“This goes back from quite a bit, and history repeats itself. Whenever you have a guy for example whenever I had the loss against [Thiago] Alves and I took the fight on short notice with him, and after the fight I had a lot of friends come up to me and calling me saying ‘have you read this interview with Javier Mendez?’ and talking about me and my game plan. So I went online and I read this interview and I started to notice after all my teammates lost, it was the same thing,” Koscheck recalled. “[He'd say things like], ‘They didn’t listen to the game plan,’ — that he deferred it away from himself, and he threw us under the bus basically, saying that we didn’t listen to him and he tries to make himself look good, so it doesn’t reflect on him us losing. I’ve lost a lot of respect for Javier Mendez as a coach, as a person, because if you go back and listen to the history of the interviews of him after AKA guys have lost, the interviews he does, go back and look at the Cain Velasquez [fight], go back and look at the Josh Koscheck [fight], the other guys on that team, and see if you can find interviews where he refers to, ‘Oh I did my job,’ to make himself look good and they didn’t do theirs. That’s not a coach.”
Here at CP, we have covered damn near every type of knockout that has occurred in the MMA world, and in fact, we pride ourselves on our devotion to the topic. And although we’ve seen both the double KO and the even more rare no contest due to both fighters falling out of the cage, little did we know that over the weekend, these two would meet at a shady hotel, do the nasty, forget to wear protection, and give birth to the above knockout.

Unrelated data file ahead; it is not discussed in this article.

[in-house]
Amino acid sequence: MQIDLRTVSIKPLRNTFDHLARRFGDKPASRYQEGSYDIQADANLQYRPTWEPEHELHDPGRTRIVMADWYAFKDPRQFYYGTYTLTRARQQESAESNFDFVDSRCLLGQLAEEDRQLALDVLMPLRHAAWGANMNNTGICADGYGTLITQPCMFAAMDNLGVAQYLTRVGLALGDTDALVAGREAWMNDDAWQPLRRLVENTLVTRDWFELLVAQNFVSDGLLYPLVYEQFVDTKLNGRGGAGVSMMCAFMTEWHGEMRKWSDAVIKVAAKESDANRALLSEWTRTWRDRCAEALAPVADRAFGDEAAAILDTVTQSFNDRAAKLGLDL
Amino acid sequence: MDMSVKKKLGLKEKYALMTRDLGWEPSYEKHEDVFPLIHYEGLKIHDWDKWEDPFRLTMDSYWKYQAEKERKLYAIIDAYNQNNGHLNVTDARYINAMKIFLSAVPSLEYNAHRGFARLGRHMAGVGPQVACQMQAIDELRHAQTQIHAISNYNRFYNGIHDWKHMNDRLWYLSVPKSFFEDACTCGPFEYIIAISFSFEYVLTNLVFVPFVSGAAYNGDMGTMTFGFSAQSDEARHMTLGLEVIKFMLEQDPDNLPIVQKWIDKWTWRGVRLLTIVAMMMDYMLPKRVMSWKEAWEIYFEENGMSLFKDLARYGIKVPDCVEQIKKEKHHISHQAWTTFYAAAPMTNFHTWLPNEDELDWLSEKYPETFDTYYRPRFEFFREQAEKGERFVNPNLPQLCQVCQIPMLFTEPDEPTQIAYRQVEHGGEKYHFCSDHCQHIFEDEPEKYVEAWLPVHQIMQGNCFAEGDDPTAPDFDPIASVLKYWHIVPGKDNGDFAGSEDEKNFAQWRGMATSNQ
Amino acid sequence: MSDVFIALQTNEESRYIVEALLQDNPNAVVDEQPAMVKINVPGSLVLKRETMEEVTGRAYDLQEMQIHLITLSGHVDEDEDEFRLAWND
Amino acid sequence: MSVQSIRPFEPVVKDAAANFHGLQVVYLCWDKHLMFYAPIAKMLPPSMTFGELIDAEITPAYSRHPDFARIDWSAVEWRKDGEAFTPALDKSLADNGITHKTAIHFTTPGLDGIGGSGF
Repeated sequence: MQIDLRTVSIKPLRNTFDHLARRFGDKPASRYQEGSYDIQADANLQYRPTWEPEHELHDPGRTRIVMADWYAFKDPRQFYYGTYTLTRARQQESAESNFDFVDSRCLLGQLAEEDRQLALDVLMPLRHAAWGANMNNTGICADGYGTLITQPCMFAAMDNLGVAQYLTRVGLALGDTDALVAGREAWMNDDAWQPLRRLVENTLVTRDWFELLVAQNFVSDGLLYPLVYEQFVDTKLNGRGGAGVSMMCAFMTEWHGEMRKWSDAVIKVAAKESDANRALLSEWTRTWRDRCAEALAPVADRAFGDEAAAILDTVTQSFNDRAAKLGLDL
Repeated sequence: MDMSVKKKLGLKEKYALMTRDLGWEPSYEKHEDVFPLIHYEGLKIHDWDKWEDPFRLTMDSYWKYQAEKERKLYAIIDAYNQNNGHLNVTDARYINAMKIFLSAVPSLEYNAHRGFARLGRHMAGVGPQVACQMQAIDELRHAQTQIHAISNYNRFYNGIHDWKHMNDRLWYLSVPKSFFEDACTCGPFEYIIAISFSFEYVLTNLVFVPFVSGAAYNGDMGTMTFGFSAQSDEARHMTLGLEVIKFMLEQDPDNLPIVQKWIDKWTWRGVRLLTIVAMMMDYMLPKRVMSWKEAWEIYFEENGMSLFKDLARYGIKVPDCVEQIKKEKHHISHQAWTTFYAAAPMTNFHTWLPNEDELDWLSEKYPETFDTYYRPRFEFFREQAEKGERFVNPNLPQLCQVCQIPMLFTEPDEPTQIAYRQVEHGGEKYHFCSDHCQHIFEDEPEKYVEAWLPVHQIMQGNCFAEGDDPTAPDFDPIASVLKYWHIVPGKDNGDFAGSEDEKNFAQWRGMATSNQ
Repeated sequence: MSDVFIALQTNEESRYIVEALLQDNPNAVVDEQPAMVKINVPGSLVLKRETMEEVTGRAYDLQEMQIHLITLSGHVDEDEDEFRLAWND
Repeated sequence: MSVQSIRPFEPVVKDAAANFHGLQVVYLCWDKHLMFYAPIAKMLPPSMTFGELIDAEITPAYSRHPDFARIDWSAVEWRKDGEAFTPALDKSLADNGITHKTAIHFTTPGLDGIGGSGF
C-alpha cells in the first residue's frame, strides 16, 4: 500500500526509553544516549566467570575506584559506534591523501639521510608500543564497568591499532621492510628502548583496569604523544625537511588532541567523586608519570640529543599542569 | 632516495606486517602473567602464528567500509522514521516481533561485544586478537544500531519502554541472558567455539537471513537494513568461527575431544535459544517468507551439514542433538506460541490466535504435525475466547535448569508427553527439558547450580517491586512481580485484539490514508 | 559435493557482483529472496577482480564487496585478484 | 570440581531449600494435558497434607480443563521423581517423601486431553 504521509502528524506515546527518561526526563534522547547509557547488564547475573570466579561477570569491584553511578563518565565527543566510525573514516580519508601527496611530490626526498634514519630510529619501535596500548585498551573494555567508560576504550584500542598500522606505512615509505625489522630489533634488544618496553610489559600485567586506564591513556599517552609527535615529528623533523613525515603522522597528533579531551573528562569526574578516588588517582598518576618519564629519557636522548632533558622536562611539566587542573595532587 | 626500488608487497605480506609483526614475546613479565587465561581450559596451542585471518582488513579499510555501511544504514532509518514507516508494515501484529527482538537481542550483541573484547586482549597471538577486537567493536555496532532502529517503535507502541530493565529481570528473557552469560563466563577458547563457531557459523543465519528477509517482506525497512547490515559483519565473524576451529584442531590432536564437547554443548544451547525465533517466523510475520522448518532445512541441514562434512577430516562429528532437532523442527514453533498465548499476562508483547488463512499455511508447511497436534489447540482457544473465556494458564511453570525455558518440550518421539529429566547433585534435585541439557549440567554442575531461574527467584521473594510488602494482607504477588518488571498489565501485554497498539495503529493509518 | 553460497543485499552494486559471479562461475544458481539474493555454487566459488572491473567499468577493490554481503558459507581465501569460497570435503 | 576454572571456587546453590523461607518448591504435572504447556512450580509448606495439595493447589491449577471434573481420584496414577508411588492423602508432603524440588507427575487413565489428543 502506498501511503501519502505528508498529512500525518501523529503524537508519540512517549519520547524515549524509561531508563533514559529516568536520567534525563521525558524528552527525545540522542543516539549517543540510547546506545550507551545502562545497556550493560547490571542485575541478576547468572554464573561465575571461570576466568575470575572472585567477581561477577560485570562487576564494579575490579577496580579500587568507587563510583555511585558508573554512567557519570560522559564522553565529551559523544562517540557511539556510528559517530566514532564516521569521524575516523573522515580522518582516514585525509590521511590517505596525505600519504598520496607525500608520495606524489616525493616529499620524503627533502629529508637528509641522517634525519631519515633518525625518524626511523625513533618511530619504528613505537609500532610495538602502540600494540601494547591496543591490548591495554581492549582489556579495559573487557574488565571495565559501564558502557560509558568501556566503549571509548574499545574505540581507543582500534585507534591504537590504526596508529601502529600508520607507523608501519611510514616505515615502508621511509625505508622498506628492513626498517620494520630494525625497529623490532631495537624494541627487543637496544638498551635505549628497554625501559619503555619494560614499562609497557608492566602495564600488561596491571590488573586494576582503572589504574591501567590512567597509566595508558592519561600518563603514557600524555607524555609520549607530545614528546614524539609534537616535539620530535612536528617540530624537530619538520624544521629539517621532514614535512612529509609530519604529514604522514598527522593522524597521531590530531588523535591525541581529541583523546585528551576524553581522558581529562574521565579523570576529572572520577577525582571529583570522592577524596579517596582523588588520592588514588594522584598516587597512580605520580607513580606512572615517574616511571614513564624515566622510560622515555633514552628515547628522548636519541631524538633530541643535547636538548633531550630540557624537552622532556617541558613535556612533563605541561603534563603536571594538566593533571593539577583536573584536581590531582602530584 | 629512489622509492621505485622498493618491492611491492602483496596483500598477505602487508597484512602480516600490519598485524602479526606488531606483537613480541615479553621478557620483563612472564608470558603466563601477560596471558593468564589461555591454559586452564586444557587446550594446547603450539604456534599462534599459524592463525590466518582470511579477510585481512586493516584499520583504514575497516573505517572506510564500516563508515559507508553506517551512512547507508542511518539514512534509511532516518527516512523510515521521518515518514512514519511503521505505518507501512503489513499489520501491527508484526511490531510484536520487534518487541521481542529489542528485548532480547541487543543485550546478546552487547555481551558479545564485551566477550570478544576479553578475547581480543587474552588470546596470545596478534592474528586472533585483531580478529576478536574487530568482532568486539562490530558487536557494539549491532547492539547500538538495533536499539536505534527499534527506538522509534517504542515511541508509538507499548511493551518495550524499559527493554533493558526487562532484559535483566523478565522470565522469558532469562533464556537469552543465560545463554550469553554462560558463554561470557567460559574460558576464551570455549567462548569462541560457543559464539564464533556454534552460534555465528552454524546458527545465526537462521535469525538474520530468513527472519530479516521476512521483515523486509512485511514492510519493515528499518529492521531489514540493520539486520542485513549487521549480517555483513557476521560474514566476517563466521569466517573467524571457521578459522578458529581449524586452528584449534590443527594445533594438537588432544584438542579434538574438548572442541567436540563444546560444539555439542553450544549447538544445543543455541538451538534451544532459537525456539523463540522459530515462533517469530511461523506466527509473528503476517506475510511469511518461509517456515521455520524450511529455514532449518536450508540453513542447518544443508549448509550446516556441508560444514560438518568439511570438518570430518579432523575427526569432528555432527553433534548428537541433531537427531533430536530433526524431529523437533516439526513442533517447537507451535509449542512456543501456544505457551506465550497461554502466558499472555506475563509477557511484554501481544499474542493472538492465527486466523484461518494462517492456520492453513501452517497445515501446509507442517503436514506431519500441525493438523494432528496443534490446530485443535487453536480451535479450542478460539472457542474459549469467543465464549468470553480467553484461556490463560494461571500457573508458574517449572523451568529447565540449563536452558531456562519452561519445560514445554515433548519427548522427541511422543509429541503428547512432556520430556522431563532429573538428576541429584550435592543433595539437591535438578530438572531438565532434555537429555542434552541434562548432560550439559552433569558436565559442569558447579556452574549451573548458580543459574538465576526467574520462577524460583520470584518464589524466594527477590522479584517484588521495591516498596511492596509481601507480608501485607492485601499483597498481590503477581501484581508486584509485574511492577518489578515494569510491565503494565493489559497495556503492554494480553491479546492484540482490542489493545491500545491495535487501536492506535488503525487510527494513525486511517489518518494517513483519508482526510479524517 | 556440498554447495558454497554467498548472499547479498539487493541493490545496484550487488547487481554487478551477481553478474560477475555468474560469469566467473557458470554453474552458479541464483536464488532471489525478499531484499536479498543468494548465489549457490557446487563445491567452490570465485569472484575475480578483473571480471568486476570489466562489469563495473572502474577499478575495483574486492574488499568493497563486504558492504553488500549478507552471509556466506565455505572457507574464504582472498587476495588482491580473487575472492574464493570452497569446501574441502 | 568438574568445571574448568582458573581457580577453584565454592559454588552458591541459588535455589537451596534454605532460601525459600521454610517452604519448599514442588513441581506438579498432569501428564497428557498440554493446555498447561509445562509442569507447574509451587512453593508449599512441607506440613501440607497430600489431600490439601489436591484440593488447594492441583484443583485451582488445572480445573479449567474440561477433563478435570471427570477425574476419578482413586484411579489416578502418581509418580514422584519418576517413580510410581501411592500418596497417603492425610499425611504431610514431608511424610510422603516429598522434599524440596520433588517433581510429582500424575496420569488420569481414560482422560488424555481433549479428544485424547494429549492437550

The event was Hardrock MMA 43, which went down on Saturday night. The place was Sheperdsville, Kentucky. In the co-main event of the evening, lightweight fighters Brandon Bishop and Braedon Ward squared off in what started as a relatively even match that saw both men struggle for superior position in the clinch. After Ward managed to toss Bishop to the mat but was unable to complete the takedown, he bull rushed ahead with a double leg, eventually slamming into to cage door, which burst open and sent both fighters crashing to the ground.
As team members rushed to their aid, it quickly became apparent that both parties had been knocked unconscious in the fall, and the bout was subsequently ruled a no contest. Fortunately, both men were able to walk away on their own power after a few minutes. According to Gary Thomas of ProMMAnow.com, who was in attendance for the entire event, a hinge in the cage had been damaged in an earlier fight, but was believed to have been fixed. However, when both fighters hit the door, the pin was knocked loose, causing one of the more bizarre fight endings we have seen in quite some time.
And as it turns out, this was not the only bit of controversy that went down at Hardrock MMA 43. Join us after the jump for an illegal KO from the same event that is as brutal as it is hilarious.
Anymore, you learn about bruises in comic books — all heavy cross-hatching and lilac purple contrasting American Red and Cornflower Blue. Children today never get a chance to know hurt. The woods are clear-cut. Toys are shatter proof and non-toxic. The playgrounds are low. Rounded. Cushioned.
Twenty years ago, you cut your hand open on an axe and ran a mile back home, and maybe you got stitched up.
Twenty years ago, nobody knew anything about game-planning for a fight. Men who all knew little pieces of fighting tactics — what would they know of strategy? To plan past the third haymaker was beyond many of them.